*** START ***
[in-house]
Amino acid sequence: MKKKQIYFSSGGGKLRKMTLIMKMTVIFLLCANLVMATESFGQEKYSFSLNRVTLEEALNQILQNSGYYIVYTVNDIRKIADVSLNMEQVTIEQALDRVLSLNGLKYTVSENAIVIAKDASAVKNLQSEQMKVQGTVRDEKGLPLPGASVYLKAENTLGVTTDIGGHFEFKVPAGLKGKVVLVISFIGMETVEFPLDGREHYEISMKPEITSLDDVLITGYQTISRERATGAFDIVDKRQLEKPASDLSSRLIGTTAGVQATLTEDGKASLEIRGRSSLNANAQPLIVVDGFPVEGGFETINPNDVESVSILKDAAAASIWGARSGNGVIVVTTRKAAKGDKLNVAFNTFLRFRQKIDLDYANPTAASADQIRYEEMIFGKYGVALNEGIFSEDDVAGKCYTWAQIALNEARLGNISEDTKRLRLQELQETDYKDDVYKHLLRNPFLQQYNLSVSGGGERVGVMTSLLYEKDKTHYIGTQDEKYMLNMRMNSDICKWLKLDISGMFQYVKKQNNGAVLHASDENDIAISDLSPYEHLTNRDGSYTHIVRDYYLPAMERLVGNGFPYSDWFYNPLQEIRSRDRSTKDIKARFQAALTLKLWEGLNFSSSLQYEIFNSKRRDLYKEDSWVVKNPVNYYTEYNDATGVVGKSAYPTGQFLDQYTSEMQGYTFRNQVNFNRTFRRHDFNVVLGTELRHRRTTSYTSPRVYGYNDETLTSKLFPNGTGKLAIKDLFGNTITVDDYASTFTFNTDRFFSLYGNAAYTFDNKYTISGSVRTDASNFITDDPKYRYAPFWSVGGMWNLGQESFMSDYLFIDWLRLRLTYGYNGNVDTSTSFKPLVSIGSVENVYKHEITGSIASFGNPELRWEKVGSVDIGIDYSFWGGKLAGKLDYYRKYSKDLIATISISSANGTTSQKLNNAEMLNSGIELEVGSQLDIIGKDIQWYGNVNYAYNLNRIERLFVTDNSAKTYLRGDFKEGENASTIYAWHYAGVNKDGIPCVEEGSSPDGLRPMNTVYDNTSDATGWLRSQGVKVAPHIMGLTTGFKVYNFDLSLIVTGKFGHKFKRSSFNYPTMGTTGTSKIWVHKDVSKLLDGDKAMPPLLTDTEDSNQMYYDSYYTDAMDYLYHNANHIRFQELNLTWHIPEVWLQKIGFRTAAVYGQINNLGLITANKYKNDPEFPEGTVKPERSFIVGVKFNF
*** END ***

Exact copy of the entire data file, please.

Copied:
[in-house]
Amino acid sequence: MKKKQIYFSSGGGKLRKMTLIMKMTVIFLLCANLVMATESFGQEKYSFSLNRVTLEEALNQILQNSGYYIVYTVNDIRKIADVSLNMEQVTIEQALDRVLSLNGLKYTVSENAIVIAKDASAVKNLQSEQMKVQGTVRDEKGLPLPGASVYLKAENTLGVTTDIGGHFEFKVPAGLKGKVVLVISFIGMETVEFPLDGREHYEISMKPEITSLDDVLITGYQTISRERATGAFDIVDKRQLEKPASDLSSRLIGTTAGVQATLTEDGKASLEIRGRSSLNANAQPLIVVDGFPVEGGFETINPNDVESVSILKDAAAASIWGARSGNGVIVVTTRKAAKGDKLNVAFNTFLRFRQKIDLDYANPTAASADQIRYEEMIFGKYGVALNEGIFSEDDVAGKCYTWAQIALNEARLGNISEDTKRLRLQELQETDYKDDVYKHLLRNPFLQQYNLSVSGGGERVGVMTSLLYEKDKTHYIGTQDEKYMLNMRMNSDICKWLKLDISGMFQYVKKQNNGAVLHASDENDIAISDLSPYEHLTNRDGSYTHIVRDYYLPAMERLVGNGFPYSDWFYNPLQEIRSRDRSTKDIKARFQAALTLKLWEGLNFSSSLQYEIFNSKRRDLYKEDSWVVKNPVNYYTEYNDATGVVGKSAYPTGQFLDQYTSEMQGYTFRNQVNFNRTFRRHDFNVVLGTELRHRRTTSYTSPRVYGYNDETLTSKLFPNGTGKLAIKDLFGNTITVDDYASTFTFNTDRFFSLYGNAAYTFDNKYTISGSVRTDASNFITDDPKYRYAPFWSVGGMWNLGQESFMSDYLFIDWLRLRLTYGYNGNVDTSTSFKPLVSIGSVENVYKHEITGSIASFGNPELRWEKVGSVDIGIDYSFWGGKLAGKLDYYRKYSKDLIATISISSANGTTSQKLNNAEMLNSGIELEVGSQLDIIGKDIQWYGNVNYAYNLNRIERLFVTDNSAKTYLRGDFKEGENASTIYAWHYAGVNKDGIPCVEEGSSPDGLRPMNTVYDNTSDATGWLRSQGVKVAPHIMGLTTGFKVYNFDLSLIVTGKFGHKFKRSSFNYPTMGTTGTSKIWVHKDVSKLLDGDKAMPPLLTDTEDSNQMYYDSYYTDAMDYLYHNANHIRFQELNLTWHIPEVWLQKIGFRTAAVYGQINNLGLITANKYKNDPEFPEGTVKPERSFIVGVKFNF